The Top 8 Foods That Reduce Stress (alternatives to wine and ice cream)

Written by Joel Marion

Foods that reduce stress

With all the pressures and demands placed on us by work, family, and our many other relationships, life can get downright stressful at times.

If you have a job, a family, interact with other people, or battle with ever-changing technology or the numerous other demands on time and energy we face in today’s everyday life, you know what I’m talking about.

Unfortunately, it’s all too easy for many of us to reach for all the WRONG foods when we’re stressed. Even worse are unhealthy habits like drinking alcohol and smoking cigarettes to cope with life’s challenges… all disastrous choices for health, hormones, and waistline alike.

But what if I told you that you could EAT your way to a more relaxed, calmer state, without packing on the pounds? Or even better, what if you could do it while DROPPING some of those pesky pounds as you do?!

Well, I have some good news: you CAN! As long as you know exactly which belly-slimming foods to reach for when things get a little crazy. Here are 8 of my favorite foods that reduce stress:

8 Foods That Reduce Stress

1. Oatmeal — Carbs prompt your brain to make more serotonin, your body’s “feel-good” chemical. Choosing a low glycemic index (GI) carb source that provides a steady blood sugar response, like old-fashioned oatmeal, is a healthy choice for your waistline and your stress levels as it yields a sustained supply of serotonin for a calming, soothing effect.

2. Blueberries — Packed with antioxidants that reduce oxidative stress within the body, blueberries are also rich in Vitamin C. As an added benefit, they’re also extremely low on the glycemic index, so they’re a great choice practically any time of day.

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3. Turkey — Turkey contains an amino acid called L-tryptophan, which also triggers serotonin release and a relaxed state which partly explains the well-known post-Thanksgiving stupor. Gobble gobble… time for a nap!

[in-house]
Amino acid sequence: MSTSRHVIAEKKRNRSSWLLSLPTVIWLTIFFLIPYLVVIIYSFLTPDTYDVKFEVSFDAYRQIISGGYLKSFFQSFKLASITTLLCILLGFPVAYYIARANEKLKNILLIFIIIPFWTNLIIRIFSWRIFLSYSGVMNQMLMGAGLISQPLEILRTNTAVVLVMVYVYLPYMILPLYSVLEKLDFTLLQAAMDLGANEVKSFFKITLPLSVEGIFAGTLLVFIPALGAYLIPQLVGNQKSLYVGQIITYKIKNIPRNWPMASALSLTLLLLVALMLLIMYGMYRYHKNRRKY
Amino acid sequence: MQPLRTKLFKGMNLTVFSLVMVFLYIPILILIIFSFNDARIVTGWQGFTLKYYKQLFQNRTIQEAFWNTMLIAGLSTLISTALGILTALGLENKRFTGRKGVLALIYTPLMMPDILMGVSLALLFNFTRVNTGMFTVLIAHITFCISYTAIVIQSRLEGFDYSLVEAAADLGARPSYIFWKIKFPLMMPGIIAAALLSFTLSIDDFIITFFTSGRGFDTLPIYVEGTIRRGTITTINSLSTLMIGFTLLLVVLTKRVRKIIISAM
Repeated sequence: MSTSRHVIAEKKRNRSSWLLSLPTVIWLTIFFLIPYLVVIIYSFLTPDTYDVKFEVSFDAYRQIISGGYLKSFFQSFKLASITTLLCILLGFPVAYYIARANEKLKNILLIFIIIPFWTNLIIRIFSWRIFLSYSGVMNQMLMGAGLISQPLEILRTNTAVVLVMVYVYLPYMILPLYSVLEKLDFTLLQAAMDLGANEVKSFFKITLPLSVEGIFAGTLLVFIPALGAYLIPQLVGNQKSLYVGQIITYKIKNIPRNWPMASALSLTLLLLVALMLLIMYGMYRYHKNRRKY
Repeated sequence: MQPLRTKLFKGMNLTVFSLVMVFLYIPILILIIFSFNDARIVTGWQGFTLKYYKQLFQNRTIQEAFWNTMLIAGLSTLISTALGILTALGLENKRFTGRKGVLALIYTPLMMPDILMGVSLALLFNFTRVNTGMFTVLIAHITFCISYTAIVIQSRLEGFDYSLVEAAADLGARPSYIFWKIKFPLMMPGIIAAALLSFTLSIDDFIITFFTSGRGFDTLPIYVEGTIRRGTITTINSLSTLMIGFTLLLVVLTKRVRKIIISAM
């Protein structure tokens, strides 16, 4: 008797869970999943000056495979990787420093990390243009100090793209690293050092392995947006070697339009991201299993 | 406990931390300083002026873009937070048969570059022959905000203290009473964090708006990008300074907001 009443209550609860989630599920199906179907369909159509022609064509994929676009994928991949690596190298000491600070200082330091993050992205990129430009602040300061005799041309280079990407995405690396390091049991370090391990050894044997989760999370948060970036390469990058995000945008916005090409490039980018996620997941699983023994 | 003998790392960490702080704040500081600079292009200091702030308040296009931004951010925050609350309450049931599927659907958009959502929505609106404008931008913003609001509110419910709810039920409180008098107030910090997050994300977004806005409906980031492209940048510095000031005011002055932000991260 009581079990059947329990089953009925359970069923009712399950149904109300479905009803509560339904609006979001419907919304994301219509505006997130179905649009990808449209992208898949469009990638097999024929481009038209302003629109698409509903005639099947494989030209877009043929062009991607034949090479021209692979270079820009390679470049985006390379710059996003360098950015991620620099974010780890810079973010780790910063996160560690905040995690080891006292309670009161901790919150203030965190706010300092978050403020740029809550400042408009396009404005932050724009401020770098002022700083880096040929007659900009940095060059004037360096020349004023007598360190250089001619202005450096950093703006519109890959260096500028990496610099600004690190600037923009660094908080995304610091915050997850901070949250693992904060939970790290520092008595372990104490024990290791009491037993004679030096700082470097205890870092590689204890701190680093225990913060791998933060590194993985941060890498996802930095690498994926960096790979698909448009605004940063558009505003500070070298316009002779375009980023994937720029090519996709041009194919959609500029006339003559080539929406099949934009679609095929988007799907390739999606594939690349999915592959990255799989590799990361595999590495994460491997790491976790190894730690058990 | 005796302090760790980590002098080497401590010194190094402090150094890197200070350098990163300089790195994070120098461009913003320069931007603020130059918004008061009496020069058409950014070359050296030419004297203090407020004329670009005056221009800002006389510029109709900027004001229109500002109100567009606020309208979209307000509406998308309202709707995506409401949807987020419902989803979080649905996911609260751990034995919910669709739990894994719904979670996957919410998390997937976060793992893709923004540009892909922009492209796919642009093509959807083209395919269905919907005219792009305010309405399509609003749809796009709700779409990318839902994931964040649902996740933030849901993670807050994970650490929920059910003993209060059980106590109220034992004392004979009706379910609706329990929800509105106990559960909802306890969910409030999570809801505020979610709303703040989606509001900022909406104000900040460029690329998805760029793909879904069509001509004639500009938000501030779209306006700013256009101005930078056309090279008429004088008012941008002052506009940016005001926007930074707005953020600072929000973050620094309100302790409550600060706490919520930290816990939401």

4. Avocados — Due to their high potassium content, avocados have been shown to help reduce stress-related high blood pressure. Believe it or not, avocados actually contain more potassium than bananas! Guacamole anyone?

5. Broccoli — Broccoli contains folic acid, a vitamin that has been shown to help reduce stress, anxiety, panic, and depression. Just another reason to enjoy this superfood regularly.

6. Salmon — Salmon and other fatty fish are rich in omega-3 fatty acids, which have been shown to have a positive effect on stress levels. For instance, a study published in Diabetes & Metabolism found that omega-3s keep the stress hormones cortisol and adrenaline from peaking, while another study conducted at Ohio State University showed omega-3 fatty acids to decrease anxiety by 20%!

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7. Almonds — Yum! Stress relief at its best! These little guys are packed with B vitamins, vitamin E, magnesium, and zinc—all of which are involved in the production of serotonin. The zinc and magnesium combination in particular has been shown to improve sleep in numerous ways. For example, one Italian study showed zinc and magnesium shortened the time it took subjects to fall asleep while improving quality of sleep and alertness the morning after.

8. Oranges — In one study, German researchers found that consuming Vitamin C helped test subjects experience reduced elevations in cortisol (your body’s #1 stress hormone) and blood pressure when subjected to a stressful environment—in this case, public speaking and math problems! (I’m glad I wasn’t a subject in this particular study!) Other foods high in Vitamin C include peppers, cantaloupe, and tomatoes, just to name a few.

Hopefully, these eight nutritious foods that reduce stress will help you redefine “stress eating” the next time you’re faced with a challenging event, person, or experience. With foods science has shown are good for your health, hormones, and waistline alike, you’ll take another step toward reaching your goals instead of sabotaging your success.

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  • Tanya Reeder